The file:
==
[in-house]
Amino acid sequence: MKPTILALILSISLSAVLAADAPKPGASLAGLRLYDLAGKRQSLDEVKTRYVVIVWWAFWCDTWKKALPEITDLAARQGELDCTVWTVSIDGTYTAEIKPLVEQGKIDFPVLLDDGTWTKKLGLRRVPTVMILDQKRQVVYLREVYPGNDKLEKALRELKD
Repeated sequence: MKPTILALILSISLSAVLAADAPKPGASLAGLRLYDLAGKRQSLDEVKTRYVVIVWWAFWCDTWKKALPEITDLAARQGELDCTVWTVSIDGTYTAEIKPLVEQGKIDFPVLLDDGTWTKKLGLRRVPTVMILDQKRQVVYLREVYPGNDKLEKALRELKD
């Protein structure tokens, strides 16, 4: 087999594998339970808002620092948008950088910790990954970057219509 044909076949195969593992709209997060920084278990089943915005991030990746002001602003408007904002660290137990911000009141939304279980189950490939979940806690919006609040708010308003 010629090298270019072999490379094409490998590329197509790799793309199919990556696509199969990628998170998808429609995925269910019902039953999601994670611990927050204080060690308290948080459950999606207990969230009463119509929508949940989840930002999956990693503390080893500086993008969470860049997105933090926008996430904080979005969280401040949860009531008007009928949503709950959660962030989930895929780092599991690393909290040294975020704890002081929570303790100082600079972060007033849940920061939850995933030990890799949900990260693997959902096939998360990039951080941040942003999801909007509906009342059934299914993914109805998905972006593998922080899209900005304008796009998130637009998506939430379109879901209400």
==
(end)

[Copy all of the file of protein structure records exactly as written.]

[in-house]
Amino acid sequence: MKPTILALILSISLSAVLAADAPKPGASLAGLRLYDLAGKRQSLDEVKTRYVVIVWWAFWCDTWKKALPEITDLAARQGELDCTVWTVSIDGTYTAEIKPLVEQGKIDFPVLLDDGTWTKKLGLRRVPTVMILDQKRQVVYLREVYPGNDKLEKALRELKD
Repeated sequence: MKPTILALILSISLSAVLAADAPKPGASLAGLRLYDLAGKRQSLDEVKTRYVVIVWWAFWCDTWKKALPEITDLAARQGELDCTVWTVSIDGTYTAEIKPLVEQGKIDFPVLLDDGTWTKKLGLRRVPTVMILDQKRQVVYLREVYPGNDKLEKALRELKD
């Protein structure tokens, strides 16, 4: 087999594998339970808002620092948008950088910790990954970057219509 044909076949195969593992709209997060920084278990089943915005991030990746002001602003408007904002660290137990911000009141939304279980189950490939979940806690919006609040708010308003 010629090298270019072999490379094409490998590329197509790799793309199919990556696509199969990628998170998808429609995925269910019902039953999601994670611990927050204080060690308290948080459950999606207990969230009463119509929508949940989840930002999956990693503390080893500086993008969470860049997105933090926008996430904080979005969280401040949860009531008007009928949503709950959660962030989930895929780092599991690393909290040294975020704890002081929570303790100082600079972060007033849940920061939850995933030990890799949900990260693997959902096939998360990039951080941040942003999801909007509906009342059934299914993914109805998905972006593998922080899209900005304008796009998130637009998506939430379109879901209400």